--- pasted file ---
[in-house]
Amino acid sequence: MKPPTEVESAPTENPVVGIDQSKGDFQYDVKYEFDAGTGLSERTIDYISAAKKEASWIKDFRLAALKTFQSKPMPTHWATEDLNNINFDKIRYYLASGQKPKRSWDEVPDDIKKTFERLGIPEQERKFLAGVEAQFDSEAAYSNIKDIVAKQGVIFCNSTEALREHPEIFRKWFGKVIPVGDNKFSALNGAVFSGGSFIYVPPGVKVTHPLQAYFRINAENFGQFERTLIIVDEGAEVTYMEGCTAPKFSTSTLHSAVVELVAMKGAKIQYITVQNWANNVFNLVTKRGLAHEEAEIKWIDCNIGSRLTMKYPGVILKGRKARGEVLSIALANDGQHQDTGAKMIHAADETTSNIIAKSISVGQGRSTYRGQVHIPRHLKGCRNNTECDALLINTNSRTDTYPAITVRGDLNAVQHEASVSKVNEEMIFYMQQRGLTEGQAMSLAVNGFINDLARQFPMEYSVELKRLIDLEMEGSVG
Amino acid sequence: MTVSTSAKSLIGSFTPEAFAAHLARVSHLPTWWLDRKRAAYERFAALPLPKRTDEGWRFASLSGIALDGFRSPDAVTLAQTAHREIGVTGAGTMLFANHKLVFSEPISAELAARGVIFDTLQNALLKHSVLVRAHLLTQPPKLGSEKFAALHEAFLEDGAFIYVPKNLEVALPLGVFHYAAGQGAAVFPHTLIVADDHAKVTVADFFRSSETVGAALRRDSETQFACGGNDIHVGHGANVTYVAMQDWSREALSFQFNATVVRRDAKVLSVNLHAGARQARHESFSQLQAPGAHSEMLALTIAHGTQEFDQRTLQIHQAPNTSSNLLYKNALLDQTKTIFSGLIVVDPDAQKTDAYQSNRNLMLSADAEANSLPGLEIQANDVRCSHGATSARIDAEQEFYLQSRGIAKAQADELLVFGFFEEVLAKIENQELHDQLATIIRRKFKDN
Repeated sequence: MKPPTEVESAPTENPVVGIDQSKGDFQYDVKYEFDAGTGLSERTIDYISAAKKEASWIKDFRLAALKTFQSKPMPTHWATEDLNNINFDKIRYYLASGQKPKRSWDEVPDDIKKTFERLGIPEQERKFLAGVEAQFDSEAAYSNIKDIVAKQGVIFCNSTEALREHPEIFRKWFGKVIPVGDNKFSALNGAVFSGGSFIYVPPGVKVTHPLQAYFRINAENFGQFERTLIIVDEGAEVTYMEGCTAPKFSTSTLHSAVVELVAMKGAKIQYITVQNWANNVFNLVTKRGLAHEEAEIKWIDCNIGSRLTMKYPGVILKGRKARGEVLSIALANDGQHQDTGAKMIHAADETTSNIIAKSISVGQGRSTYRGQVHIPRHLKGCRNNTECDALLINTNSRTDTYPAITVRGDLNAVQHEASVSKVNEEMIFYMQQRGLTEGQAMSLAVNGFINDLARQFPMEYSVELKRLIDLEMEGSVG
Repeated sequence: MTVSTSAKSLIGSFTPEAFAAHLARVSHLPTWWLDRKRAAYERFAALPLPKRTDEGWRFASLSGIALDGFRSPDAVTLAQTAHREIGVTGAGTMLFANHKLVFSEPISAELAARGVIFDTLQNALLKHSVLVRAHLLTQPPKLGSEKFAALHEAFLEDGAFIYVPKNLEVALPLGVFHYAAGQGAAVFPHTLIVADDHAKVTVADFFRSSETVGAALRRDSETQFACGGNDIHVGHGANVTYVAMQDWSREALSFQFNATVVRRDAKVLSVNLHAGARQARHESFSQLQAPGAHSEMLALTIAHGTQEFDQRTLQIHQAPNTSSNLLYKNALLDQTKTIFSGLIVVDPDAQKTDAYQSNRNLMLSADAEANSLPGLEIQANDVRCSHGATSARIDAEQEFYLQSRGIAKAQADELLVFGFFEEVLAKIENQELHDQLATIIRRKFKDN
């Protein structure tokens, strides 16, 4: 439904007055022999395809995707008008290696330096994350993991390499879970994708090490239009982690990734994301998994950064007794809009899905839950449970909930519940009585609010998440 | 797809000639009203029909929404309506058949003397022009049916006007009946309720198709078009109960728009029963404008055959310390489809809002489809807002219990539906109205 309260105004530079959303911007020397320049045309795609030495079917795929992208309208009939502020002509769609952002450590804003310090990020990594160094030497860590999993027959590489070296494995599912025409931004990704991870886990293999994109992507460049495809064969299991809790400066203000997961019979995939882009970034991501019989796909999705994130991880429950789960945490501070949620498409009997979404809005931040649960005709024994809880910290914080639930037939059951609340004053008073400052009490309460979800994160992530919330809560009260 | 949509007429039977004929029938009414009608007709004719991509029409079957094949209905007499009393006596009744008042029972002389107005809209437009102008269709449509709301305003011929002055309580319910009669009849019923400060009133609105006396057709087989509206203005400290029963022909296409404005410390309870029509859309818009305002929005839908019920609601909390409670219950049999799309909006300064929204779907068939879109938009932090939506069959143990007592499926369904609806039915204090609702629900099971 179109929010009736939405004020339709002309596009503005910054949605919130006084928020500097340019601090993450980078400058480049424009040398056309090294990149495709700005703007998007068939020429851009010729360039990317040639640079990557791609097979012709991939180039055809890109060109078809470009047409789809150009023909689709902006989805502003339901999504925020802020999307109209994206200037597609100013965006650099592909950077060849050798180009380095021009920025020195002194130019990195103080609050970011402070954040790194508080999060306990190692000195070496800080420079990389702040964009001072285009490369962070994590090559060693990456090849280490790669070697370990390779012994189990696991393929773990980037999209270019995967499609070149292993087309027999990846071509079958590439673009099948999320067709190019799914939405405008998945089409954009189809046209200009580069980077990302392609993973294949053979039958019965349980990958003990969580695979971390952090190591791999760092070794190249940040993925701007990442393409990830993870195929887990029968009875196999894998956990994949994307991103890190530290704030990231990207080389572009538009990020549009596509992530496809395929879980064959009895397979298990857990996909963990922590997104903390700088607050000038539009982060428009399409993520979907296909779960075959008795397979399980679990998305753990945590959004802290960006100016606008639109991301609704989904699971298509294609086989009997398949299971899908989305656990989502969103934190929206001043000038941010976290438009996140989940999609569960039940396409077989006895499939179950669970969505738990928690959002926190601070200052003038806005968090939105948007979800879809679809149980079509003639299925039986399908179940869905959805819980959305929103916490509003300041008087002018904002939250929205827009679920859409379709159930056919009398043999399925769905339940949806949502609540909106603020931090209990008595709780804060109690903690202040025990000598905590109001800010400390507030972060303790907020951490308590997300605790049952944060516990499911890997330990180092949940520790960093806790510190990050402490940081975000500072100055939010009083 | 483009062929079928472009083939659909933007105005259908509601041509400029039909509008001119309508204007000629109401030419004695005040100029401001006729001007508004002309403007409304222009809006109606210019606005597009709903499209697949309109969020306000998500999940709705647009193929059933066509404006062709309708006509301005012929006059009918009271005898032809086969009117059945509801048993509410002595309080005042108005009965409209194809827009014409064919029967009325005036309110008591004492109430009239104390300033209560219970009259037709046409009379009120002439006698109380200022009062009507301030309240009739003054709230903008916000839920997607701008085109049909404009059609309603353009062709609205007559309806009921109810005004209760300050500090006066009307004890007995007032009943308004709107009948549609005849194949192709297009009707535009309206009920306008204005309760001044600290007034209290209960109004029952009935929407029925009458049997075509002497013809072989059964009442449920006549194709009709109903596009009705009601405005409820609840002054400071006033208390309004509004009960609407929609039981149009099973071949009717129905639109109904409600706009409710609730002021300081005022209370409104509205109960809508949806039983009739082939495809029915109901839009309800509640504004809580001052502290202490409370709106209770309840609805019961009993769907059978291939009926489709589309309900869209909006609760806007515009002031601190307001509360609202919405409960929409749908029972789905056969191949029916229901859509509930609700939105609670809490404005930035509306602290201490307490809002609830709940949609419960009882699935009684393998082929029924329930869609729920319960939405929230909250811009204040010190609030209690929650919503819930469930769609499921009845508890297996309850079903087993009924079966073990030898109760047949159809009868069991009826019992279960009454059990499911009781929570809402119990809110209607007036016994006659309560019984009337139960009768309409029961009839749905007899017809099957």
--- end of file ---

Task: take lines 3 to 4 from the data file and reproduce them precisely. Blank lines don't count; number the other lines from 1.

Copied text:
Amino acid sequence: MTVSTSAKSLIGSFTPEAFAAHLARVSHLPTWWLDRKRAAYERFAALPLPKRTDEGWRFASLSGIALDGFRSPDAVTLAQTAHREIGVTGAGTMLFANHKLVFSEPISAELAARGVIFDTLQNALLKHSVLVRAHLLTQPPKLGSEKFAALHEAFLEDGAFIYVPKNLEVALPLGVFHYAAGQGAAVFPHTLIVADDHAKVTVADFFRSSETVGAALRRDSETQFACGGNDIHVGHGANVTYVAMQDWSREALSFQFNATVVRRDAKVLSVNLHAGARQARHESFSQLQAPGAHSEMLALTIAHGTQEFDQRTLQIHQAPNTSSNLLYKNALLDQTKTIFSGLIVVDPDAQKTDAYQSNRNLMLSADAEANSLPGLEIQANDVRCSHGATSARIDAEQEFYLQSRGIAKAQADELLVFGFFEEVLAKIENQELHDQLATIIRRKFKDN
Repeated sequence: MKPPTEVESAPTENPVVGIDQSKGDFQYDVKYEFDAGTGLSERTIDYISAAKKEASWIKDFRLAALKTFQSKPMPTHWATEDLNNINFDKIRYYLASGQKPKRSWDEVPDDIKKTFERLGIPEQERKFLAGVEAQFDSEAAYSNIKDIVAKQGVIFCNSTEALREHPEIFRKWFGKVIPVGDNKFSALNGAVFSGGSFIYVPPGVKVTHPLQAYFRINAENFGQFERTLIIVDEGAEVTYMEGCTAPKFSTSTLHSAVVELVAMKGAKIQYITVQNWANNVFNLVTKRGLAHEEAEIKWIDCNIGSRLTMKYPGVILKGRKARGEVLSIALANDGQHQDTGAKMIHAADETTSNIIAKSISVGQGRSTYRGQVHIPRHLKGCRNNTECDALLINTNSRTDTYPAITVRGDLNAVQHEASVSKVNEEMIFYMQQRGLTEGQAMSLAVNGFINDLARQFPMEYSVELKRLIDLEMEGSVG